There’s a wide-open unroofed and unfloored extension off the exterior wall of our dining room that’s about eight feet square, give or take a few inches. Loretta calls it an alcove. The nicest thing I’ve ever called it is a hole in the wall.
When I used to mow the grass I called it a bunch of things, none of which can be mentioned in a family newspaper because it is virtually impossible to mow with conventional lawn care equipment.
One side covers an old cistern for a couple of feet in width, the opposite side is a concrete ramp, about four feet wide that leads down to the cellar door, and the middle is bare ground with a couple of old drainpipes sticking up.
As our house grew up over the last century, Loretta’s alcove simply grew around the open space. Suffice to say that it was not built there for its architectural beauty.
In 1999, when we bought the place, or, as I like to say, bought a skeleton and a hardwood floor and built a house around it, we installed a double-wide window in the dining room overlooking the “alcove”. It’s high enough above the floor that I don’t have to see, with much dread, how difficult it is to mow, and it shows off the landscape for more than a mile down the road.
As the seasons change, other than the front porch, it is consistently my favorite feature of the place during daylight hours. My desk is in one corner of the room and all I have to do is glance out that that big window to realize a sense of peace and serenity.
It is especially pleasing this time of year because Loretta hangs an array of bird feeders inside the alcove and our feathered friends flock to them in droves. I actually spend way more time gazing out the window this time of year than I do on the porch, but only because the weather freezes me back indoors. I’d have bird feeders in the front yard, too, if I could sit still long enough to enjoy them.
In the meantime, the ongoing show that takes place out the dining room window is better than anything I see on television, day or night. I’ve counted more than 20 species, several of which I can’t readily identify other than to know that they are some sort of sparrow or members of the finch family. I’ve seen as many as three dozen individual birds out there at one time, either on the feeders or perched among the branches of a nearby peach tree waiting their turn.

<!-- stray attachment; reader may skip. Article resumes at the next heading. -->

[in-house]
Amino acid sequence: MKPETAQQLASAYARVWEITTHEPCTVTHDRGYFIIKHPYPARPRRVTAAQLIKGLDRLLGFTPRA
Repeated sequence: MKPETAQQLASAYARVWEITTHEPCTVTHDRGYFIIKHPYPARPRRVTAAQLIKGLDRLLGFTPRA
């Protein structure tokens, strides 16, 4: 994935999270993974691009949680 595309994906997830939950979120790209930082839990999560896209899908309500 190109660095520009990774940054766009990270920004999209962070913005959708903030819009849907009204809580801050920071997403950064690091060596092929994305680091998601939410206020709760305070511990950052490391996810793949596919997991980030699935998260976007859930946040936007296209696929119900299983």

We have four large cardinals so friendly that they will often perch right up against the window glass. I am assuming that they are the same two mated pairs that nest in our front yard every year. Eight or 10 other, somewhat smaller, too-young-to-marry cardinals vie for feeding rights and they are sometimes all there at the same time.
Numerous Chickadees, nuthatches, phoebes, tufted titmouse, house wrens, bluebirds, blue jays, mourning doves, towhees, pine siskin, rose breasted grosbeak and the occasional cedar waxwing, downy woodpecker or errant robin will make the scene. That’s just the ones I’m naming off the top of my head while I try to get out a column that is way past deadline. I’m sure I could name half a dozen others if I took time and put my mind to it.
The cardinals and titmouse are easily my favorites. My least favorite is a despicable, devil-incarnate, mocking bird that often does his best to chase away every other bird in the vicinity even though he has already eaten as much as he can hold.
Eventually he tires out when he realizes that, despite his gluttonous greed, the show must go on.